BDD tests for Hadoop with Cucumber. Part I

BDD tests for Hadoop with Cucumber. Part I

Big Data is a processing of a huge amount of structured (more or less) data that should be filtered or sorted for future analysis or, actually made analysis. So much data that you can’t process it on the one computer for a reasonable time. This can be logs from services, like call service, or logs from web servers that contain billions of records, so you should process data in parallel on a bunch of computers. To do it so we use specific software based on MapReduce pattern. In our case, we use Hadoop with Cascading framework. Hadoop implements MapReduce and Cascading framework contains a lot of useful tools, for example abstraction to Amazon S3, so we can use S3 buckets as input/output folders for processing jobs, but at the same time we allow to use regular file systems on developer machines for development and test purposes.

As any other piece of software it should be tested before using in production, especially because of high cost of logical mistakes in processing a lot amount of data. Unfortunately there are no much information about BDD testing of Hadoop and Hive jobs. So I decided to write how we do it in our Cascading project here, in Intelliarts.

What do we have

Assume we have a lot of data about phone calls in a bunch of files. File contains lines in the following format: Id,country,time,duration Where id is a call unique id, country is a caller country, time is a time when call started (timestamp) and duration is a call duration in milliseconds.

For example:


What we want to do?

Let’s sort calls from these records by country (each country will be in a separate folder) and change the format of records - replace delimiters from , with tab symbol \t. From the data of previous example so we should get the folders US, GB, UA and UA will contain file with records looks like this:

id	country	time	duration
0000	UA	1433998201	60000

And, we want to be sure that we did not make any mistakes during implementation, so we want to test the results. What we will use:

First of all we should isolate our testing environment and make it portable between dev machines and CI. We use Docker for this propose. Inside the container we will:

  1. Install Java
  2. Install Hadoop
  3. Install Gradle
  4. Add codebase

Here is Dockerfile content:

FROM ubuntu:14.04

MAINTAINER Bogdan Frankovskyi <>

RUN apt-get update ; apt-get upgrade -y

RUN apt-get install -y default-jdk wget software-properties-common

RUN mkdir -p /usr/local/hadoop
RUN cd /tmp/ ; wget ; tar xzf hadoop-2.6.0.tar.gz ; mv hadoop-2.6.0/* /usr/local/hadoop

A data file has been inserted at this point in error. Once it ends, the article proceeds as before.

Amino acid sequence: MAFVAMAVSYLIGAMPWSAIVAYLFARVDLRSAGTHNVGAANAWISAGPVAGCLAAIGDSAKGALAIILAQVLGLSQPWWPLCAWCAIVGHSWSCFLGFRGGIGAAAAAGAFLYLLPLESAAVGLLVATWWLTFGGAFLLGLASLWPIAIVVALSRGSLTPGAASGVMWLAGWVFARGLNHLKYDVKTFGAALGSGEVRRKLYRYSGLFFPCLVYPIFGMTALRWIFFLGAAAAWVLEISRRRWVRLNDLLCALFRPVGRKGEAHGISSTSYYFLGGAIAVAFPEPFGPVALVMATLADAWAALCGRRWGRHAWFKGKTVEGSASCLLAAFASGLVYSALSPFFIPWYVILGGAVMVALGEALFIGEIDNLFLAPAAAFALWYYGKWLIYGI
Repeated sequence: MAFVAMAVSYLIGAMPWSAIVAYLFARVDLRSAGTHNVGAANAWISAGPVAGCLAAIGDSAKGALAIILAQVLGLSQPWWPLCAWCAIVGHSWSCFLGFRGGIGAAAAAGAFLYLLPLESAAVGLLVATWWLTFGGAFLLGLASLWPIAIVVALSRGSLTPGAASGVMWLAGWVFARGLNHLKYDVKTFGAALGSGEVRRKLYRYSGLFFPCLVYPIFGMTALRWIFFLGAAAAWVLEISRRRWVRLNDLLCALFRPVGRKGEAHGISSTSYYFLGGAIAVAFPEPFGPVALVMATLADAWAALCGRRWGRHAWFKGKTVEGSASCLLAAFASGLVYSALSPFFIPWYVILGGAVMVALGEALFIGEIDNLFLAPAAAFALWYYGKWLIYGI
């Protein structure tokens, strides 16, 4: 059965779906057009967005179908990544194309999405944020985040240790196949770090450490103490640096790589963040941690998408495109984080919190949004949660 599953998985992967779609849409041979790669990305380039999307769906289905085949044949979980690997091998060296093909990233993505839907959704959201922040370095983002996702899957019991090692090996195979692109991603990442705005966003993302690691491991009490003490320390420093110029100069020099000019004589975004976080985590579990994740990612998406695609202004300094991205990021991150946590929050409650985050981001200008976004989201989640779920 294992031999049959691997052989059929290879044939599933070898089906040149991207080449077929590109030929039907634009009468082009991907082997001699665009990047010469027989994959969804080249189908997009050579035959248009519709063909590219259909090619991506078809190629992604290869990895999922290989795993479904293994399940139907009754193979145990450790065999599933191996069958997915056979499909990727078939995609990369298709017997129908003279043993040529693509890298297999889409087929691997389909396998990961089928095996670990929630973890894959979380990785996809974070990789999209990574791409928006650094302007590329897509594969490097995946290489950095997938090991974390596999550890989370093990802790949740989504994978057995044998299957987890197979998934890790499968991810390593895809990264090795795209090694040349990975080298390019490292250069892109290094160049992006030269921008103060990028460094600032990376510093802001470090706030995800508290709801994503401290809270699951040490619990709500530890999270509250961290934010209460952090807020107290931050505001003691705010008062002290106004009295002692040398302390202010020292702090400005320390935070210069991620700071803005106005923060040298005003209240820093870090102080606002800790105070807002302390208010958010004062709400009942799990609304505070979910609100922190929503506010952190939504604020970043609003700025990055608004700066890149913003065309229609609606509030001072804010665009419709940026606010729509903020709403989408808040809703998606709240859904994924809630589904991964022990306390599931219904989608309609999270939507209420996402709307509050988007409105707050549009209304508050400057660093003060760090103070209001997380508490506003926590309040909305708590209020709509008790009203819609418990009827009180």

RUN add-apt-repository ppa:cwchien/gradle
RUN apt-get update ; apt-get install -y gradle


ADD . /opt/bdd_test_hadoop/
WORKDIR /opt/bdd_test_hadoop/

RUN gradle dependencies && gradle install


CMD gradle cucumber

Okey, now we have the environment. Let’s create a project gradle config to download all dependencies for Hadoop application:

buildscript {
  repositories {

  dependencies {
    classpath 'de.undercouch:gradle-download-task:2.0.0'
    classpath 'org.apache.hadoop:hadoop-common:2.6.0'

apply plugin: 'java'
apply plugin: ''
apply plugin: 'maven'

sourceCompatibility = 1.7
targetCompatibility = 1.7

ext.cascadingVersion = '3.1.0'
ext.hadoop2Version = '2.6.0'
ext.hiveVersion = '1.0.0'

repositories {
    maven{ url '' }

configurations {

    cucumberRuntime {
        exclude group: 'commons-httpclient'
        extendsFrom testRuntime

sourceSets {
    main {
        compileClasspath += configurations.providedCompile

    test {
        output.resourcesDir = 'build/classes/test/resources'
        output.classesDir   = 'build/classes/test/java'

dependencies {
    // install cascading
    compile( group: 'cascading', name: 'cascading-core', version: cascadingVersion )
    compile( group: 'cascading', name: 'cascading-local', version: cascadingVersion )
    compile( group: 'cascading', name: 'cascading-hadoop2-mr1', version: cascadingVersion )
    compile( group: 'cascading', name: 'cascading-hadoop2-tez', version: cascadingVersion )

    compile( group: '', name: 'corc-cascading', version: '1.0.0' )

    // install hadoop
    providedCompile( group: 'org.apache.hadoop', name: 'hadoop-common', version: hadoop2Version )
    providedCompile( group: 'org.apache.hadoop', name: 'hadoop-client', version: hadoop2Version )
    providedCompile( group: 'org.apache.hadoop', name: 'hadoop-mapreduce-client-core', version: hadoop2Version )

    compile( group: 'org.apache.hive', name: 'hive-exec', version: hiveVersion )